“Only to the extent to which they and the large firms include minority businesses will there be any kind of participation,” he said. “One of the things some lawmakers are pushing for is to have more transparency, reporting and disclosure on the extent to which prime contractors are subbing to small, medium and large firms. We need to have some accountability so we know what’s happening; otherwise we can’t begin to make an adjustment.”
Richard Copeland, president and CEO of Minneapolis, Minnesota-based Thor Construction (No. 37 on the B.E. Industrial/Service 100 list with $104 million in sales), believes that just as with the stimulus program, a great majority of minority firms will be left out unless Congress specifically stipulates rules for their inclusion. He said that black firms were given some opportunities as an “afterthought” after organizations like the National Association of Minority Contractors aggressively vocalized their discontent.
“This time it’s imperative that the federal government put some stipulations on the money at the point of release, mandating our inclusion in that expenditure,” Copeland said. He and other minority contractors plan to stress that point with lawmakers during next week’s Congressional Black Caucus legislative conference.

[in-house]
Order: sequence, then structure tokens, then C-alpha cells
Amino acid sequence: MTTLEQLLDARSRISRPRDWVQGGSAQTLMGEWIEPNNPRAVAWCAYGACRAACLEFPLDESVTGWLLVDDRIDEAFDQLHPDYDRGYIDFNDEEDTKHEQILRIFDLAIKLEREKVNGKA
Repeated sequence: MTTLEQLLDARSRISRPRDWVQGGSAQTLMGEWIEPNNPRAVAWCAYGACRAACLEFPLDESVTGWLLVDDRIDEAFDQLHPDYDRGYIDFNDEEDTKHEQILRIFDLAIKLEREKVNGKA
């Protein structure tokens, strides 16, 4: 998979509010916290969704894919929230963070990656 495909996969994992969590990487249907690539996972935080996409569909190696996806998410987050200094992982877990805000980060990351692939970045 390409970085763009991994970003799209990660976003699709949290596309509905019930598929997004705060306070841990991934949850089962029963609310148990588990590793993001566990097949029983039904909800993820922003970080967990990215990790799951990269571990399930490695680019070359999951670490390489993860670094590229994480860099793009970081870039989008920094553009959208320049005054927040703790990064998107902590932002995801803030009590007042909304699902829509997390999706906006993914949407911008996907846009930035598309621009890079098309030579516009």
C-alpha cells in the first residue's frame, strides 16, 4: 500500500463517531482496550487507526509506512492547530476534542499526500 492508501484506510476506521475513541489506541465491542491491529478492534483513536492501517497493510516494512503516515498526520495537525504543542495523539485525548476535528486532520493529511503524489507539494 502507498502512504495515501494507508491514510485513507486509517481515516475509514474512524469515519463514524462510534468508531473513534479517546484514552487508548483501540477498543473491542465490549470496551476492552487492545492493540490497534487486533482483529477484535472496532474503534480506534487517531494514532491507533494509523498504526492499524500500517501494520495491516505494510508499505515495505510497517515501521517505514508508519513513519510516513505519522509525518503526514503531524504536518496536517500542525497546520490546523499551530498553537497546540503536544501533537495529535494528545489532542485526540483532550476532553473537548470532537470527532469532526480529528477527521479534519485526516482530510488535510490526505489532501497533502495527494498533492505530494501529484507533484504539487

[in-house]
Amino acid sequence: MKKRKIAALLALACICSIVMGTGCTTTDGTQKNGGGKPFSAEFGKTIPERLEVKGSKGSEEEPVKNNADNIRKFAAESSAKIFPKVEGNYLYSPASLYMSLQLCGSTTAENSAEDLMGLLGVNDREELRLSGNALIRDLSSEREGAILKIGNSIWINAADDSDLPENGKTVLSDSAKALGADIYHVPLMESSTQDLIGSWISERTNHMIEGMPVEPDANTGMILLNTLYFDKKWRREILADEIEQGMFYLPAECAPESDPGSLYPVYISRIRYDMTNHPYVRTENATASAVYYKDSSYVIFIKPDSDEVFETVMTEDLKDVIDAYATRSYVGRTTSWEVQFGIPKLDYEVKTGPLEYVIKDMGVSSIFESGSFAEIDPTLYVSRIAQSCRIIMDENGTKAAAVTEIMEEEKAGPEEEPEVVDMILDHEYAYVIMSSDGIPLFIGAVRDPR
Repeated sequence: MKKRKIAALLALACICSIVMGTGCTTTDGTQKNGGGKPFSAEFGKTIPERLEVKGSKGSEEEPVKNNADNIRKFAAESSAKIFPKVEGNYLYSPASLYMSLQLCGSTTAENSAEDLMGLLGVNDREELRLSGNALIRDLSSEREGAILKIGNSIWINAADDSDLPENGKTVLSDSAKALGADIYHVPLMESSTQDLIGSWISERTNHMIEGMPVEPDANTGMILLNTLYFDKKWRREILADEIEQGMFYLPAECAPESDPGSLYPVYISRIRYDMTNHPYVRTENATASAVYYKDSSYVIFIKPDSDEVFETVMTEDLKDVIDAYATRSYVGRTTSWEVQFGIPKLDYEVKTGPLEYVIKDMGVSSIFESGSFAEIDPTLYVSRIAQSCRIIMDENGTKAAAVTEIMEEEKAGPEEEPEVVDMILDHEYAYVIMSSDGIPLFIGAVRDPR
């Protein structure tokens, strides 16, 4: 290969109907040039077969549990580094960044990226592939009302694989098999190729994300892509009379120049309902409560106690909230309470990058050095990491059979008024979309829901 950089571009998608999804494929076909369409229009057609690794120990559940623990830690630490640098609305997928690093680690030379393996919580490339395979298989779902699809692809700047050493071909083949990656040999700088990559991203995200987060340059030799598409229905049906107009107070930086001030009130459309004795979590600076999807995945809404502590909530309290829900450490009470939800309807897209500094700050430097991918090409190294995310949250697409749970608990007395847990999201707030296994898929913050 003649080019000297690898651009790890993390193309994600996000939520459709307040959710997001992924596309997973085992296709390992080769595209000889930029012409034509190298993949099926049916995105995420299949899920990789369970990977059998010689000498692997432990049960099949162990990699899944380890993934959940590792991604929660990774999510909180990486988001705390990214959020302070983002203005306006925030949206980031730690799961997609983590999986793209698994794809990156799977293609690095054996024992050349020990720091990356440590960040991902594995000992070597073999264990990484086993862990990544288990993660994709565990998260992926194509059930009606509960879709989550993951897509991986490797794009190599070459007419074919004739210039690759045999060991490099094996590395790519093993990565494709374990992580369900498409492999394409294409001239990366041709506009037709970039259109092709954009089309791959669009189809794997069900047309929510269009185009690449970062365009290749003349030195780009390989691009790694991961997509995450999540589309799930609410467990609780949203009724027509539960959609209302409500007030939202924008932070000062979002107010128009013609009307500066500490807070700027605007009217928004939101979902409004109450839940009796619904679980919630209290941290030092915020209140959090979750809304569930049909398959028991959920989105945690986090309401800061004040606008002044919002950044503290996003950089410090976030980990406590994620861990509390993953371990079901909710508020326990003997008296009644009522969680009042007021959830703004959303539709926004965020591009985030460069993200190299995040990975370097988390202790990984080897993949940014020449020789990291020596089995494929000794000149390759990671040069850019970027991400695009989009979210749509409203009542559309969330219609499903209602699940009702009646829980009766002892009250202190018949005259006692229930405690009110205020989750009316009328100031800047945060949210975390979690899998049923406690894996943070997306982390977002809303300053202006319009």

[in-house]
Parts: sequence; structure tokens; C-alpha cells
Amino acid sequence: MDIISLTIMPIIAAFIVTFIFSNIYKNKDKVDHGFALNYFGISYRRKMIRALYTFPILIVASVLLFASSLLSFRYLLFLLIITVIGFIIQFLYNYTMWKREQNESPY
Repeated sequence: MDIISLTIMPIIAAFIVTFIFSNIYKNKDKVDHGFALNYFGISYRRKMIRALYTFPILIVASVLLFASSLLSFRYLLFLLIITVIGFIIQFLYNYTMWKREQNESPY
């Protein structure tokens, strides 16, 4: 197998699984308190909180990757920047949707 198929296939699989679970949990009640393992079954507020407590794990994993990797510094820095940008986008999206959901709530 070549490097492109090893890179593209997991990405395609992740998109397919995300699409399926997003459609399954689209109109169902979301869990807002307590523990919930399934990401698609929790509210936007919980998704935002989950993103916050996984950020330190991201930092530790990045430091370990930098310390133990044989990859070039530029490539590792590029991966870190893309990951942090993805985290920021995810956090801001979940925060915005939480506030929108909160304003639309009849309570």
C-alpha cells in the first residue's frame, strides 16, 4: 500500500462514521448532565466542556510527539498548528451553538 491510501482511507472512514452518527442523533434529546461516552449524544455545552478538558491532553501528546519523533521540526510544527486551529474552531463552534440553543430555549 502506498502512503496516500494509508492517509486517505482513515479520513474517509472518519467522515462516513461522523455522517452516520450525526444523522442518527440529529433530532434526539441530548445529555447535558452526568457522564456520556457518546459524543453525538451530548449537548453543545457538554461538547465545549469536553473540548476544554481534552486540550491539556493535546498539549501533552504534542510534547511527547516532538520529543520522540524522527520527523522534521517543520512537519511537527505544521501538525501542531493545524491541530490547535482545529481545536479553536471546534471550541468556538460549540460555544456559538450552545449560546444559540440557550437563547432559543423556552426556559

“We’re nervously optimistic that this time we’ll be on the front end of this curve, rather than an afterthought,” he said, adding that it is incumbent upon minority businesses to fight even harder for opportunities. “We believe in this government and this administration wanting to do the right thing, but know what the right thing has been a learning curve for the administration. Shame on us if we don’t make something happen in this round.”
Firms like Copeland’s, that are mid-size and have a good deal more capacity than the typical minority business, often find themselves in a “no man’s land,” as he puts it, between small, disadvantaged businesses and the large firms “that gobble up 90% of the money.” He believes provisions for the inclusion of firms like his would make an enormous difference to the ability of smaller minority firms to participate in this latest initiative by trickling down opportunities.
“We’d make sure that there’d also be the successful inclusion of small contractors. There’s a difference between that and the window dressing that takes place. We know how to do that so those small African American firms can grow and create more companies like ours.”
Whatever happens may be a long time coming, however. Most analysts agree that the president’s proposals may have come too late. When lawmakers physically return to Washington next week, their minds will still be back home and on their local polls. Given how dismal the Democrats’ November prospects are looking, they’ll likely have little to no appetite for anything that will aid Republican efforts to bill them as deficit-increasing builders of big government.
“I don’t know why this didn’t come out a good deal earlier or if it’s going to be a game changer for anybody,” said DePaul University political scientist Michael Mezey. “The Republicans certainly don’t want the game to be changed and I’m not certain Democrats will be helpful. They’re caught between wanting to do something about the economy but don’t want to be labeled big spenders, so they’ll be reluctant to vote on anything.”